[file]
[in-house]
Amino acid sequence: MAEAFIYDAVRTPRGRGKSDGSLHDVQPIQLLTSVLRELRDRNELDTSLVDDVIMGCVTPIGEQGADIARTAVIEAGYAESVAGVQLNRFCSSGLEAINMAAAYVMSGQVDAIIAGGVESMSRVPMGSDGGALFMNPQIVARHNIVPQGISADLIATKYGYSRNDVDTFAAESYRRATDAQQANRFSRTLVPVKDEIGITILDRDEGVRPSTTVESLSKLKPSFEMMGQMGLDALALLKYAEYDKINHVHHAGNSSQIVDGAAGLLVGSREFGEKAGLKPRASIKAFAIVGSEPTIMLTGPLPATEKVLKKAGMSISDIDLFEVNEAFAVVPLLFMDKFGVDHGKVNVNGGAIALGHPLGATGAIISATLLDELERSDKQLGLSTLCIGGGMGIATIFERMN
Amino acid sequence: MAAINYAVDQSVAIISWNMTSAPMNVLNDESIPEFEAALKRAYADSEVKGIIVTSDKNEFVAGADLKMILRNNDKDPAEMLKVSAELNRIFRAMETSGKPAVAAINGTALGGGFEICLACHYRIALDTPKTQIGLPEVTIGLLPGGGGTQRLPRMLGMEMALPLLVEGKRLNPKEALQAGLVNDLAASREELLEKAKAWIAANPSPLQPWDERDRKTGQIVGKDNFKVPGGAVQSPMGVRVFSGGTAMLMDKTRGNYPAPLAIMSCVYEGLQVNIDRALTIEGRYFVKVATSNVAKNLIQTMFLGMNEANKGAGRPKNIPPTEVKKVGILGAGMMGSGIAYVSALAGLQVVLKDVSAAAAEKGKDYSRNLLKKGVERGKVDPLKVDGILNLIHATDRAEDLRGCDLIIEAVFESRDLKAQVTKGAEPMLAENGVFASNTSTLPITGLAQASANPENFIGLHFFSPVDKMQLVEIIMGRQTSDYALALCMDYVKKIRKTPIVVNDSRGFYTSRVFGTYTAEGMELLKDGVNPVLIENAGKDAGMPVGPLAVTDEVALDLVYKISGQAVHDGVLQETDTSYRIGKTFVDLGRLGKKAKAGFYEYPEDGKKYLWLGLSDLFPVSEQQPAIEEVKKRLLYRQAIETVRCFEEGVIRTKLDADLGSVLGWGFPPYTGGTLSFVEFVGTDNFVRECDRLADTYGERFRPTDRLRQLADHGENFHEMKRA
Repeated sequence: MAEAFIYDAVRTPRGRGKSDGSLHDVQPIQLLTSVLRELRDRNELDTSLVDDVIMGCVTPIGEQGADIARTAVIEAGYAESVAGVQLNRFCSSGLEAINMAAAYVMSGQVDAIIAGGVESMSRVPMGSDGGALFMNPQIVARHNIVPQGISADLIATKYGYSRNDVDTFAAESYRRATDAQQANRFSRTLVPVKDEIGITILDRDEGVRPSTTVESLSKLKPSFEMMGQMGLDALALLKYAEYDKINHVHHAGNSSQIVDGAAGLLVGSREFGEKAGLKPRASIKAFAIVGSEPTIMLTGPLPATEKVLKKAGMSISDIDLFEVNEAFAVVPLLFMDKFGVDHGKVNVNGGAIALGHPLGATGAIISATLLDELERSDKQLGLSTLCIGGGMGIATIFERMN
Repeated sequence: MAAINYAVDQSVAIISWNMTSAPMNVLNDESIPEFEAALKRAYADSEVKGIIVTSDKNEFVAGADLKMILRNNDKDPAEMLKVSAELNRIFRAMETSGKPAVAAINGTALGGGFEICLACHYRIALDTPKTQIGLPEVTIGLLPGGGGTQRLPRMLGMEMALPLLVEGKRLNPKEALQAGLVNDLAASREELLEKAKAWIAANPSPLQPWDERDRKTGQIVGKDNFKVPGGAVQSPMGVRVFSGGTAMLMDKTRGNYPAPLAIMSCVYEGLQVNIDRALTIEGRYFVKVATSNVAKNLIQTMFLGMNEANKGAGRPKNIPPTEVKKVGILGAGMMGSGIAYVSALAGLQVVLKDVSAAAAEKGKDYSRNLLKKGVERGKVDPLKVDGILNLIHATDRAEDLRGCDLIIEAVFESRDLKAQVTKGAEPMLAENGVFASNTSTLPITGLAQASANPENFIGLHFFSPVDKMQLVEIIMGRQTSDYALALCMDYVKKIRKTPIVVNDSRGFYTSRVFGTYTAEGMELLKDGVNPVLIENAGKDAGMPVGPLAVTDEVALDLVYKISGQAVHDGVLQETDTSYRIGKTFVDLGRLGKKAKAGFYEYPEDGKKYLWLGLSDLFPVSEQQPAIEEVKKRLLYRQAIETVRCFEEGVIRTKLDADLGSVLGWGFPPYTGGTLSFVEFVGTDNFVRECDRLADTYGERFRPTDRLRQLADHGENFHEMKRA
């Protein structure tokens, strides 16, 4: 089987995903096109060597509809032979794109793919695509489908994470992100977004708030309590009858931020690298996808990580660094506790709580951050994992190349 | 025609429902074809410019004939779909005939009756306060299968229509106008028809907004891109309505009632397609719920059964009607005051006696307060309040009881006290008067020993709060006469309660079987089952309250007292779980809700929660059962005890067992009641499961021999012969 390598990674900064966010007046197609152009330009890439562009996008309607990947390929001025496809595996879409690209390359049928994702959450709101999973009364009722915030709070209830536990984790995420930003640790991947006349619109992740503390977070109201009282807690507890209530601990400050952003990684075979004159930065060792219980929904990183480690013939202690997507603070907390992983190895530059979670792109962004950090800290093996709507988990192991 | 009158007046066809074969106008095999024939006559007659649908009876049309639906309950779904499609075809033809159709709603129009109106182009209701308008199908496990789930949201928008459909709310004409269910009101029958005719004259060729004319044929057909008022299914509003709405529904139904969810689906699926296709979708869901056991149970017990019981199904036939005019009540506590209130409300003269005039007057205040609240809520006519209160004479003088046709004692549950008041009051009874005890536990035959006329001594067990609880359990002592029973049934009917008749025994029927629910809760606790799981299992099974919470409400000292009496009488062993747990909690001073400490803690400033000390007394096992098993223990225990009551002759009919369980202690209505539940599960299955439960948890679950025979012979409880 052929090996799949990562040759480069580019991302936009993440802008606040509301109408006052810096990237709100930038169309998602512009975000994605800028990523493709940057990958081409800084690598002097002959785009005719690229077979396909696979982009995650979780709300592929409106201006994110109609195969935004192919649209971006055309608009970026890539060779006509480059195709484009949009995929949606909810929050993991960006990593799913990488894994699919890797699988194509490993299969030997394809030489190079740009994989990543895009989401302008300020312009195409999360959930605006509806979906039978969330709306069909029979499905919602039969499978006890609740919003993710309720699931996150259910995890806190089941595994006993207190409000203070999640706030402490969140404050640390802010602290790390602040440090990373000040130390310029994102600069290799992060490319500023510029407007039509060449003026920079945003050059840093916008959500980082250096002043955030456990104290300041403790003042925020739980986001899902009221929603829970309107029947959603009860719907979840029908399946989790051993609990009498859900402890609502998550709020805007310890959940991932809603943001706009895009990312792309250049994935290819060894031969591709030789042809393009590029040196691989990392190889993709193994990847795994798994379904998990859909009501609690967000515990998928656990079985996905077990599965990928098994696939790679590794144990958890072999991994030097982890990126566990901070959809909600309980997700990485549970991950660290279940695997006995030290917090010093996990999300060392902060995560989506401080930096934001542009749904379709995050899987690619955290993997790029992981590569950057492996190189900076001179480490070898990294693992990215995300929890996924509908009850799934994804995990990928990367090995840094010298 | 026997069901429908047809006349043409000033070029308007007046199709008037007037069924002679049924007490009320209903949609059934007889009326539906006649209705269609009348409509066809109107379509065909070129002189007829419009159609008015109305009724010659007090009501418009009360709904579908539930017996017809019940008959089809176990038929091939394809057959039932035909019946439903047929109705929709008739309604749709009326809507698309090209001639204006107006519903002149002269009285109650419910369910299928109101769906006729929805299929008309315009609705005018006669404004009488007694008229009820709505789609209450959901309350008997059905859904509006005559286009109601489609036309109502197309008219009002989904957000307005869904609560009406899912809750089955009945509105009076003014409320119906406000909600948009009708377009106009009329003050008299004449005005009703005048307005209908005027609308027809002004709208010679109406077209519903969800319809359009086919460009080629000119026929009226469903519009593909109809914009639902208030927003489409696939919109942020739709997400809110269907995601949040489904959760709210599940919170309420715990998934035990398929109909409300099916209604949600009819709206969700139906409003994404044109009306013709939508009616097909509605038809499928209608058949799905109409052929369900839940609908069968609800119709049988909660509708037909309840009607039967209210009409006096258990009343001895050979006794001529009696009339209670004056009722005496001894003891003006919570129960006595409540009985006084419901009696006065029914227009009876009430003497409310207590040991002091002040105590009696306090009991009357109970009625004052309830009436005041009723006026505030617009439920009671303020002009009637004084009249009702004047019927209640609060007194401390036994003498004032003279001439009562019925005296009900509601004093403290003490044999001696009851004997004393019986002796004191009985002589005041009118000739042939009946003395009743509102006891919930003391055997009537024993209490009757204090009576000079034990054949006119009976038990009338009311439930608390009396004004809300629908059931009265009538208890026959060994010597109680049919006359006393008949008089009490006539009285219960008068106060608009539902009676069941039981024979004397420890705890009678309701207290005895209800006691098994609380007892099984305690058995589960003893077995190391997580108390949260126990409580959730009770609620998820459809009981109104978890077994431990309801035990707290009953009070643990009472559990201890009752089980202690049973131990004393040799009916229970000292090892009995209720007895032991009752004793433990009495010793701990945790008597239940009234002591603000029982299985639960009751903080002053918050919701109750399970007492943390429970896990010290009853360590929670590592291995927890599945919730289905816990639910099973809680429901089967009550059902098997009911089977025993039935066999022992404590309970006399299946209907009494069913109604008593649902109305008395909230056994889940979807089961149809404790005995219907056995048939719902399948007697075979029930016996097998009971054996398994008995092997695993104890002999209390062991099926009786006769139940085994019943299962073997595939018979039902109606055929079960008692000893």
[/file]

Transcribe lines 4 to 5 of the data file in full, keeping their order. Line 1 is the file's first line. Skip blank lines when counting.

Repeated sequence: MAEAFIYDAVRTPRGRGKSDGSLHDVQPIQLLTSVLRELRDRNELDTSLVDDVIMGCVTPIGEQGADIARTAVIEAGYAESVAGVQLNRFCSSGLEAINMAAAYVMSGQVDAIIAGGVESMSRVPMGSDGGALFMNPQIVARHNIVPQGISADLIATKYGYSRNDVDTFAAESYRRATDAQQANRFSRTLVPVKDEIGITILDRDEGVRPSTTVESLSKLKPSFEMMGQMGLDALALLKYAEYDKINHVHHAGNSSQIVDGAAGLLVGSREFGEKAGLKPRASIKAFAIVGSEPTIMLTGPLPATEKVLKKAGMSISDIDLFEVNEAFAVVPLLFMDKFGVDHGKVNVNGGAIALGHPLGATGAIISATLLDELERSDKQLGLSTLCIGGGMGIATIFERMN
Repeated sequence: MAAINYAVDQSVAIISWNMTSAPMNVLNDESIPEFEAALKRAYADSEVKGIIVTSDKNEFVAGADLKMILRNNDKDPAEMLKVSAELNRIFRAMETSGKPAVAAINGTALGGGFEICLACHYRIALDTPKTQIGLPEVTIGLLPGGGGTQRLPRMLGMEMALPLLVEGKRLNPKEALQAGLVNDLAASREELLEKAKAWIAANPSPLQPWDERDRKTGQIVGKDNFKVPGGAVQSPMGVRVFSGGTAMLMDKTRGNYPAPLAIMSCVYEGLQVNIDRALTIEGRYFVKVATSNVAKNLIQTMFLGMNEANKGAGRPKNIPPTEVKKVGILGAGMMGSGIAYVSALAGLQVVLKDVSAAAAEKGKDYSRNLLKKGVERGKVDPLKVDGILNLIHATDRAEDLRGCDLIIEAVFESRDLKAQVTKGAEPMLAENGVFASNTSTLPITGLAQASANPENFIGLHFFSPVDKMQLVEIIMGRQTSDYALALCMDYVKKIRKTPIVVNDSRGFYTSRVFGTYTAEGMELLKDGVNPVLIENAGKDAGMPVGPLAVTDEVALDLVYKISGQAVHDGVLQETDTSYRIGKTFVDLGRLGKKAKAGFYEYPEDGKKYLWLGLSDLFPVSEQQPAIEEVKKRLLYRQAIETVRCFEEGVIRTKLDADLGSVLGWGFPPYTGGTLSFVEFVGTDNFVRECDRLADTYGERFRPTDRLRQLADHGENFHEMKRA